The government increased victim protection efforts. The government identified 26 trafficking victims (15 in 2018). Of these, 19 were subjected to sex trafficking, two to forced labor, two to “slavery and servitude,” one to forced begging, one to domestic servitude through forced marriage, and one to “selling of the child” (in 2018, 11 were subjected to sex trafficking, two to forced labor, one to “slavery and servitude,” and one to domestic servitude through forced marriage). Of these same 26 trafficking victims, 15 were children (12 in 2018); 23 were female and three were male (14 females and one male in 2018); and 21 were from Kosovo, two from Serbia, two from Montenegro, and one from Albania. First responders used standard indicators to screen vulnerable populations; however, observers reported a lack of guidance and proactive identification efforts for victims of forced begging, especially children. A multi-disciplinary national referral mechanism (NRM) provided standard operating procedures (SOPs) for identifying and referring victims to services. The NRM required an investigator from the THBD and a victim’s advocate from the Victim’s Assistance and Advocacy Office to convene and assess the victim as low-, medium-, or high-risk of danger and to coordinate victim care and placement. SOPs required a social worker to attend for child victims. NGOs continued to report the NRM functioned well and highlighted good cooperation among actors.
The government licensed and partially funded two NGO-run shelters to provide services to victims, along with the state-run Interim Security Facility (ISF). These shelters provided legal assistance, medical and psychological services, counseling, education, recreational services, and other rehabilitative support. Authorities afforded foreign victims the same rights and services as domestic victims. Victims also had access to nine Ministry of Labor and Social Welfare (MLSW) support facilities, but the government did not have a care facility in the country’s four northern municipalities. ISF temporarily accommodated victims assessed as high-risk. Authorities required victims to have a police escort outside of the ISF while court proceedings were ongoing and required approval from a prosecutor and the KP for victims to permanently leave the ISF while assessed as high-risk. The facility had the capacity to shelter 40 individuals with separate rooms for females, males, and families. Victims stayed at the ISF for an average of 90 days before transferring to an NGO-run shelter. ISF accommodated 27 victims (17 victims in 2018). The two NGO-run shelters provided support services to victims assessed as low- to medium-risk; one of these NGO-run shelters was solely for children. Civil society reported good quality of care for victims, but reintegration programs had limited success due to a lack of resources and high overall unemployment.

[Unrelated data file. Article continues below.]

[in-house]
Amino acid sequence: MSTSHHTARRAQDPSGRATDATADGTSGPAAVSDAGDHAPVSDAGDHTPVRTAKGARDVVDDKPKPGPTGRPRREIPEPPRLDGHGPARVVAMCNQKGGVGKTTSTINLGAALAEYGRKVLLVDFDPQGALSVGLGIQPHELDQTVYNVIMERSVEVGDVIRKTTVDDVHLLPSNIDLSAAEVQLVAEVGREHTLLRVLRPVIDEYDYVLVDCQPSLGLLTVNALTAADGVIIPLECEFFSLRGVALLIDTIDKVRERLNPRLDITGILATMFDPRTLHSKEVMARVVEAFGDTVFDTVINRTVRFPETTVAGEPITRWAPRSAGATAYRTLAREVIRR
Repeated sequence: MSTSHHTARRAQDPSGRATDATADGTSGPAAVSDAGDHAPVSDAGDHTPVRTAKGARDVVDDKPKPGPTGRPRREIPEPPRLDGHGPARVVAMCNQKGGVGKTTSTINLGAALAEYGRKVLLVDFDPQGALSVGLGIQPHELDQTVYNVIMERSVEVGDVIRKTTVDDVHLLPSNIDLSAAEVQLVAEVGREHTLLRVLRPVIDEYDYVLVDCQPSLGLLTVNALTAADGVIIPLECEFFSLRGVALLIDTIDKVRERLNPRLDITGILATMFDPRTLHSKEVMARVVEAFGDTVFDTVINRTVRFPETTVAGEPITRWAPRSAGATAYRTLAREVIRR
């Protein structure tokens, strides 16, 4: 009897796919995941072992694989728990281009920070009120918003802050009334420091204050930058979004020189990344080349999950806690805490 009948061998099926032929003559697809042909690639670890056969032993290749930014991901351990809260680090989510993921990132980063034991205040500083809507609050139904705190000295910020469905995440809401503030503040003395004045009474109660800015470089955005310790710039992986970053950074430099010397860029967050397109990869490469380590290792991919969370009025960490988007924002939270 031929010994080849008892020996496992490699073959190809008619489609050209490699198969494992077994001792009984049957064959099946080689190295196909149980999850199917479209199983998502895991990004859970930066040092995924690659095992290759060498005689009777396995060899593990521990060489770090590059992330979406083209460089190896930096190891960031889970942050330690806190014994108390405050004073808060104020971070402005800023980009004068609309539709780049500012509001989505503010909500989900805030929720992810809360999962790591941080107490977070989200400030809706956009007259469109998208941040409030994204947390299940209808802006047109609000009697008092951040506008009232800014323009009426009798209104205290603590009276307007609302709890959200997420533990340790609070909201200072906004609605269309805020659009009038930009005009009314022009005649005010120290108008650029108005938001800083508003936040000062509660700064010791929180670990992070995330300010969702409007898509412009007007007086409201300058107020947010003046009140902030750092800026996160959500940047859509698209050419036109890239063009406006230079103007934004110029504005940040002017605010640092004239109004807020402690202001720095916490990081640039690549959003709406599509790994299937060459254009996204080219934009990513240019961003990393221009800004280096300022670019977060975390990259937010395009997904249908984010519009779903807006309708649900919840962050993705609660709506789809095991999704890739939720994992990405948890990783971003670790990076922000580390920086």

The government allocated €172,960 ($194,340) for victim protection, compared to €150,680 ($169,300) in 2018. However, the government continued to progressively decrease funds for NGO-run shelters, which received €67,000 ($75,280), compared to €70,680 ($79,420) in 2018, €72,870 ($81,880) in 2017, €91,010 ($102,260) in 2016, and €101,930 ($114,530) in 2015. ISF received €80,000 ($89,890) in 2019, 2018, and 2017. Additionally, the government allocated €5,160 ($5,800) for health services and municipal governments provided €7,100 ($7,980) to an NGO-run shelter. Government funding was inadequate for NGO-run shelters, and operations could not continue without foreign donors. In addition, there were bureaucratic delays and confusion over responsibilities, resulting in funding delays in previous years. In 2019, MLSW allowed NGOs to apply for one-year funding, an increase over the eight-month duration in the previous year. However, due to a month-long bureaucratic delay, NGOs received only 11 months of funding. The law entitled foreign victims to a 90-day reflection period, in which victims can recover before deciding whether to cooperate with law enforcement. The law entitled foreign victims to a temporary residence permit for at least six months; no foreign victims requested a permit (none in 2018). The government repatriated two victims (three in 2018). All 26 victims participated in investigations and court proceedings (15 in 2018). The government reported suspected traffickers were not present when victims provided statements, and foreign victims could return to their countries of origin after testifying, without waiting for the conclusion of the trial. The law allowed compensation from the state if victims could not get restitution from their traffickers. One child victim of sexual abuse was compensated with €2,000 ($2,250), while no victims received compensation in 2018.